The new threat to corporate cybersafety: a lack of IT security talent

Kaspersky lab has identified the threat posed by the difficulty of recruiting security talent as well as the potential for today’s tech-savvy youth to fill the void.

Martijn van Lom, General Manager of Kaspersky Lab Benelux

Kaspersky lab has identified the threat posed by the difficulty of recruiting security talent as well as the potential for today’s tech-savvy youth to fill the void. – By ITnation

In a recent report, global cybersecurity company Kaspersky Lab warned of the growing threat to businesses posed by the shortage of security talent. More and more companies, from small family businesses to international corporations, are looking to reinforce their security measures due to new data security regulations, the evolving threat landscape and a renewed focus on protecting sensitive data. They require the expertise of trained security officers on board, however recruiting candidates with the right combination of skills and expertise is becoming increasingly difficult. Businesses unable to build the right corporate security intelligence may then find themselves paying a premium of up to 200% to recover from a cybersecurity incident. They may also struggle to stay compliant with new regulations, due to the inability to find C-level security experts and carry out annual auditing. Even small businesses can be saddled with heavy fines if they are affected by a security attack and unable to meet new reporting requirements.

Skilled talent increasingly difficult to find

One reason for this is that the demand for cybersecurity expertise has far outpaced higher education. “In recent years, there has been a huge increase in the need for cybersecurity knowledge on the market, but we don’t see this reflected in education, which has led to a worldwide shortage of talent,” explains Martijn van Lom, General Manager of Kaspersky Lab Benelux. According to research from Kaspersky Lab, 68.5% of businesses expect to increase the number of full-time security experts they employ, but there are few candidates who have the requisite training, experience and skills for the position, which leads many companies to recruit internally. Kaspersky Lab notes that on average only 1 in 40 applicants can not only demonstrate the broad IT knowledge and specific experience with programming languages but also the drive and curiosity required for an IT security role within the company.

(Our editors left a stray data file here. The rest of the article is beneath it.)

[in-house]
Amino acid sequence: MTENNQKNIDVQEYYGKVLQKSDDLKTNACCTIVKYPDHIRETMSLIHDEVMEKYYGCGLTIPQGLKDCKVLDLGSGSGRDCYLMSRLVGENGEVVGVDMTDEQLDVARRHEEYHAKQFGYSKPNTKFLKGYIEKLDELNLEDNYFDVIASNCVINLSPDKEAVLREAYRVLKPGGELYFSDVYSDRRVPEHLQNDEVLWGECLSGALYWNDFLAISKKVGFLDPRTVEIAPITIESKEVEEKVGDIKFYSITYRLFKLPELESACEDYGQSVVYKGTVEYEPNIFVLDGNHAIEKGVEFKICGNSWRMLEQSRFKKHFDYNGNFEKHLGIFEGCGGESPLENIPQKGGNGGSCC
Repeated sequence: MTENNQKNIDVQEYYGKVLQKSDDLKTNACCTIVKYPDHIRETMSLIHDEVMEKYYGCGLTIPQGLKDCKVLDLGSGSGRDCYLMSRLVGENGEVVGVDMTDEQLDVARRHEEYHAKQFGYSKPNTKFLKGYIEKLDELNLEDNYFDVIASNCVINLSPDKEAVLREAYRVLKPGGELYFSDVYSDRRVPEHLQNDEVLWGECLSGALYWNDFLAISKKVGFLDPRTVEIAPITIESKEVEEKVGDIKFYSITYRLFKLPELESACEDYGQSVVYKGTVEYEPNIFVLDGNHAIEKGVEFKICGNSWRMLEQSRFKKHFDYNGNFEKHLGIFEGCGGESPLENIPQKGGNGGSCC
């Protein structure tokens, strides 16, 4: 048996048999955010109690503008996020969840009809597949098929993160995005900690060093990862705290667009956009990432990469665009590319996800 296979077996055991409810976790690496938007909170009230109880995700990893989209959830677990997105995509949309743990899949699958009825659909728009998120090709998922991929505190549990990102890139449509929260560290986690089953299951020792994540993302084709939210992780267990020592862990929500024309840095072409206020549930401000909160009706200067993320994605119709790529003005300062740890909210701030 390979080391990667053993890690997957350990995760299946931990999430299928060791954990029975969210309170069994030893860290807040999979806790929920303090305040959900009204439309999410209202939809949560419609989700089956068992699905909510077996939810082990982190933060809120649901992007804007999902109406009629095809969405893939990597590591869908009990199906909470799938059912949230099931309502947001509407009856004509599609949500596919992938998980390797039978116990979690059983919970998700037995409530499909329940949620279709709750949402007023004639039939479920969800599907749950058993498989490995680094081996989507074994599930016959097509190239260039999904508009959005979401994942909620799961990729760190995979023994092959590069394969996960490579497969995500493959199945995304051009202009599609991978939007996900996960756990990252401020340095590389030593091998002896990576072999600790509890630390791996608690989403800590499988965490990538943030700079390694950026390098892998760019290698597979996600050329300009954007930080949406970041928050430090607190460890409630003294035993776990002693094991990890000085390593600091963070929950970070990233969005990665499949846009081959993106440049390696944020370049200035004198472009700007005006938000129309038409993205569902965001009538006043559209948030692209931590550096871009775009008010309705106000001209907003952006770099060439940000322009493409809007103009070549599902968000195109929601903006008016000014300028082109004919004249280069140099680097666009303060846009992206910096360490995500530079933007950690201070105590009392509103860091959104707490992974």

Harnessing the new generation of digital natives

Kaspersky Labs believes that the key to filling this gap is attracting the new generation of tech-savvy youth into the industry. “Young people are more connected and have a basic understanding of IT at an increasingly younger age,” says van Lom. “Now we need to provide them with the right education around it.” In 2016, Kaspersky Labs launched the university-level Kaspersky Academy in Moscow to impart a new generation of high school graduates with the skills they need to work in the field. The company is also connecting with other universities to provide training courses in cybersecurity worldwide. Van Lom believes that it’s incumbent on industry leaders and governments to take action in order to attract today’s teenagers to the field, warning that youth often have their first experiences with the ‘dark web’ between the ages of 16-20, which can lead to involvement with lucrative cybercrime. “We need to make them aware that cybersecurity is an attractive, growing industry with very good job prospects,” he says.

Sharing security intelligence within the industry

Another important way of tackling the talent shortage is through intelligence sharing. Kaspersky Labs believes that the exchange of expertise on cyberthreats, attacks and vulnerabilities among businesses, despite the hesitance many feel towards it, is a valuable prevention measure and way for companies to more quickly be alerted to ongoing threats they may be facing. In Luxembourg, Kaspersky Labs is investing in the market to connect partners and develop local expertise, while also working with the government to share information on risks. “Our R&D team has close links with government experts and we provide security expertise to a number of clients, particularly banks,” says van Lom. The company believes that this focus on developing better information sharing on threats within the industry combined with new training opportunities in IT security will help to mitigate the shortage and allow businesses to improve their cybersecurity over the coming years.